Freedom of assembly
Freedom of peaceful assembly, sometimes used interchangeably with the freedom of association, is the individual right or ability of people to come together and collectively express, promote, pursue, and defend their collective or shared ideas. The right to freedom of association is recognized as a human right, a political right and a civil liberty.
The terms freedom of assembly and freedom of association may be used to distinguish between the freedom to assemble in public places and the freedom to join an association. Freedom of assembly is often used in the context of the right to protest, while freedom of association is used in the context of labor rights and in the Constitution of the United States is interpreted to mean both the freedom to assemble and the freedom to join an association.
The United States Constitution explicitly provides for 'the right of the people peaceably to assemble, and to petition the Government for a redress of grievances' in the First Amendment.
Human rights instrumentsEdit
Freedom of assembly is included in, among others, the following human rights instruments:
- Universal Declaration of Human Rights – Article 20
- International Covenant on Civil and Political Rights – Article 21
- European Convention on Human Rights – Article 11
- American Convention on Human Rights – Article 15
National and regional constitutions that recognize freedom of assembly include:
- Bangladesh – Articles 37 and 38 of the Constitution of Bangladesh guarantee the freedom of association and assembly.
- Brazil – Article 5
- Canada – S. 2 of the Canadian Charter of Rights and Freedoms which forms part of the Constitution Act, 1982
- France – Article 431-1 of the Nouveau Code Pènal
- Germany – Article 8 GG (Grundgesetz, Basic Law)
- Hong Kong – Basic Law Section 27
- Hungary – Article VIII (1) of the Fundamental Law
- India – Fundamental Rights in India
- Ireland - Article 40.6.1° of the Constitution, as enumerated under the heading "Fundamental Rights"
- Italy – Article 17 of the Constitution
- Japan – Article 21
- Macau Basic Law Article 27
- Constitution of the Philippines Article III, Section 4
- Republic of Ireland – Guaranteed by Article 40.6.1 of the Constitution of Ireland
- South Africa Bill of Rights – Article 17
- Spain – Article 21 of the Spanish Constitution of 1978
- Turkey – Articles 33 and 34 of the Constitution of Turkey guarantee the freedom of association and assembly.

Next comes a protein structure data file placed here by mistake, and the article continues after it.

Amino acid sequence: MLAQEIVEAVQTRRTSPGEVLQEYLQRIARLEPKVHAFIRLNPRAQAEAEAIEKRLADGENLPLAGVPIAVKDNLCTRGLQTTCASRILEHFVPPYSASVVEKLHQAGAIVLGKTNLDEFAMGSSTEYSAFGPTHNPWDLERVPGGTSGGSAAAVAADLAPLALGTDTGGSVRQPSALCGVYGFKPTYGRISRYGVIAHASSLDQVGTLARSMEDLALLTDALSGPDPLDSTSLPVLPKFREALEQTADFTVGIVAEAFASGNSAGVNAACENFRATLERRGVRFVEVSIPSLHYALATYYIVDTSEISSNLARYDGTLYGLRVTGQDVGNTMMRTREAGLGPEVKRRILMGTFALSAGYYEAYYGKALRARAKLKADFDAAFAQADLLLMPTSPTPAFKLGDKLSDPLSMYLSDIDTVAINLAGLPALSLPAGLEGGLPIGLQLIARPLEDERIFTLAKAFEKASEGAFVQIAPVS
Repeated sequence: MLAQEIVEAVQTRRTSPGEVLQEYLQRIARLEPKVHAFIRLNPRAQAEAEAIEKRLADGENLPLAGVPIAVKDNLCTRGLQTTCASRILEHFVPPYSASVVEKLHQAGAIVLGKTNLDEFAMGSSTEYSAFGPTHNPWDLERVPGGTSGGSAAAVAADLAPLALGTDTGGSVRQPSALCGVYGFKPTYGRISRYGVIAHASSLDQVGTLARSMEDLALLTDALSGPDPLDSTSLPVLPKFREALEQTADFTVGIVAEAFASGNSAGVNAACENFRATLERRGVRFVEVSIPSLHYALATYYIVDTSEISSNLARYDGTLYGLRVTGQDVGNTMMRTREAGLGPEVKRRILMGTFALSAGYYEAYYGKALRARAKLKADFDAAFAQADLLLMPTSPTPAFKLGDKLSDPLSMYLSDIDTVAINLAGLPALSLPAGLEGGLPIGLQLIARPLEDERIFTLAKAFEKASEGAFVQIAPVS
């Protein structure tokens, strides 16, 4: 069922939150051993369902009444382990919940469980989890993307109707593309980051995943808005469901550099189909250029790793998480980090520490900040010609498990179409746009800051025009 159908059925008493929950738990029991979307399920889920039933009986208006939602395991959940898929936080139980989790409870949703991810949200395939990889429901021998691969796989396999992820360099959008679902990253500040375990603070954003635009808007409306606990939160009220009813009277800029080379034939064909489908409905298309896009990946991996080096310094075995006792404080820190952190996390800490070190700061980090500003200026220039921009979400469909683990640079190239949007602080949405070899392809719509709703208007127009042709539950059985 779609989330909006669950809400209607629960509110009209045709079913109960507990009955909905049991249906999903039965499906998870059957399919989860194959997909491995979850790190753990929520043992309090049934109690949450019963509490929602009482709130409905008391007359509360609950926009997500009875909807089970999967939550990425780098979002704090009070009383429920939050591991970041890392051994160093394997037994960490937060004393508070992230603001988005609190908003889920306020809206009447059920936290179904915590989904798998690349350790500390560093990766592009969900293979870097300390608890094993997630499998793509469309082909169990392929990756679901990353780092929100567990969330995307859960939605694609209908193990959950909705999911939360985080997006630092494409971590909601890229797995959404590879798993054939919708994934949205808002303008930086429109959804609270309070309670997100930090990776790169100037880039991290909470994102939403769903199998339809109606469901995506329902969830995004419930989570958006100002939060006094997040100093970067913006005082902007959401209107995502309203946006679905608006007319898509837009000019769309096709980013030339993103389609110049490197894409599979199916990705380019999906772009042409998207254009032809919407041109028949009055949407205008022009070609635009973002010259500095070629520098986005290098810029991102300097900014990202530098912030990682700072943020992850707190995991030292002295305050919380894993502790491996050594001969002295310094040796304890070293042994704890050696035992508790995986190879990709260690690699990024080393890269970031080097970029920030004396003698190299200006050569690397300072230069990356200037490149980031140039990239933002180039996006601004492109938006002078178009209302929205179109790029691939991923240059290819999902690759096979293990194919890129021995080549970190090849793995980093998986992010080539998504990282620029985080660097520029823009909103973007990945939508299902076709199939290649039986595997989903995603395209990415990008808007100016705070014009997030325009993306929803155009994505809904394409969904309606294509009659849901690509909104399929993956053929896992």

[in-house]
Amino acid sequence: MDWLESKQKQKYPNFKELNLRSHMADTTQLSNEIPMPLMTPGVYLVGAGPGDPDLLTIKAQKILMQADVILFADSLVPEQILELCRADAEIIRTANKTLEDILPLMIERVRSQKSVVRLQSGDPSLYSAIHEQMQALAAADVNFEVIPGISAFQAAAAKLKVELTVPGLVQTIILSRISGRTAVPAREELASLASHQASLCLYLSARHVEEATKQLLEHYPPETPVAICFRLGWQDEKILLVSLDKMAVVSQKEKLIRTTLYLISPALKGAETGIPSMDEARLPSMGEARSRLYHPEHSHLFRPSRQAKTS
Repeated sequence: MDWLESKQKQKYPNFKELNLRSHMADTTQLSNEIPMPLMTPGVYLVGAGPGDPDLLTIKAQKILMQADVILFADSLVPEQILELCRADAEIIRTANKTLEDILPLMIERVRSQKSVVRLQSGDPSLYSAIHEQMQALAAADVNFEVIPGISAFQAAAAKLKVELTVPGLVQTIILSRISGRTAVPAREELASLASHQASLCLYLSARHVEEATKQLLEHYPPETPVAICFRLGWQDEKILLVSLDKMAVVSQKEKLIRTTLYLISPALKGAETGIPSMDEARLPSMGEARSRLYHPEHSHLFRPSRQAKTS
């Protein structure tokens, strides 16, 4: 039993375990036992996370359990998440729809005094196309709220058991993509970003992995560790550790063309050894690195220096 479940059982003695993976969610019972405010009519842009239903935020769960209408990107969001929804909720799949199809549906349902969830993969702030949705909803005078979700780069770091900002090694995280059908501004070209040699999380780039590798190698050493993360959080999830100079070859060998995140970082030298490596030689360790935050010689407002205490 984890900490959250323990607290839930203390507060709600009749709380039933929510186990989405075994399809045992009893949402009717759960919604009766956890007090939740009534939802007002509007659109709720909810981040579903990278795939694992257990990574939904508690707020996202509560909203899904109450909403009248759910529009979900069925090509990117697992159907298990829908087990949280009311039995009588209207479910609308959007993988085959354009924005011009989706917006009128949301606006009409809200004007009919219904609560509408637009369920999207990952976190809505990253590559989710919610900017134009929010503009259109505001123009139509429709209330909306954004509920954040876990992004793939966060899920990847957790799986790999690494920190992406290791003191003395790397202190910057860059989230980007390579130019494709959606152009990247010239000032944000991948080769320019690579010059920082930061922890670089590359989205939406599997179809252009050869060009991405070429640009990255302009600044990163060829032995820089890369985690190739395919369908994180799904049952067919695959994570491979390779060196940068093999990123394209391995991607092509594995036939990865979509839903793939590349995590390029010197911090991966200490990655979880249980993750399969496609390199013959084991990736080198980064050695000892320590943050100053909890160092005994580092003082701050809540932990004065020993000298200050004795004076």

- Taiwan (Republic of China) – Article 14 guarantees freedom of assembly and association.
- United States – First Amendment to the Constitution of the United States
- Malaysia – Article 10 of the Constitution of Malaysia
- New Zealand – section 16 New Zealand Bill of Rights Act 1990
- Russia – Articles 30 and 31 of the Constitution of Russia guarantee the freedom of association and peaceful assembly.
- California Vehicle Code § 21950(b): "No pedestrian may unnecessarily stop or delay traffic while in a marked or unmarked crosswalk."
- Jeremy McBride, Freedom of Association, in The Essentials of... Human Rights, Hodder Arnold, London, 2005, pp. 18–20
- See: NAACP v. Claiborne Hardware Co., 458 U.S. 898 (1982); Healey v. James, 408 U.S. 169 (1972); Brotherhood of Railroad Trainmen v. Virginia, 377 U.S. 1 (1964); United Mine Workers v. Illinois State Bar Assn., 389 U.S. 217 (1967).
- "Constitution of Bangladesh: Chapter III". Prime Minister's Office. Archived from the original on 24 May 2013. Retrieved 2 October 2011.
- Citizensinformation.ie. "Fundamental Rights under the Irish Constitution". www.citizensinformation.ie. Retrieved 2018-03-03.
- (eISB), electronic Irish Statute Book. "electronic Irish Statute Book (eISB)". www.irishstatutebook.ie. Retrieved 2018-03-03.
- "The Italian Constitution" (PDF). The official website of the Presidency of the Italian Republic. Archived from the original on 2016-11-27.
- "Constitution of Russia: Article 30". Adopted at National Voting on December 12, 1993.
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- Guidelines on Freedom of Peaceful Assembly OSCE/ODIHR, 2007
- Guidelines on Freedom of Peaceful Assembly (2nd edition) Venice Commission and OSCE/ODIHR, 2010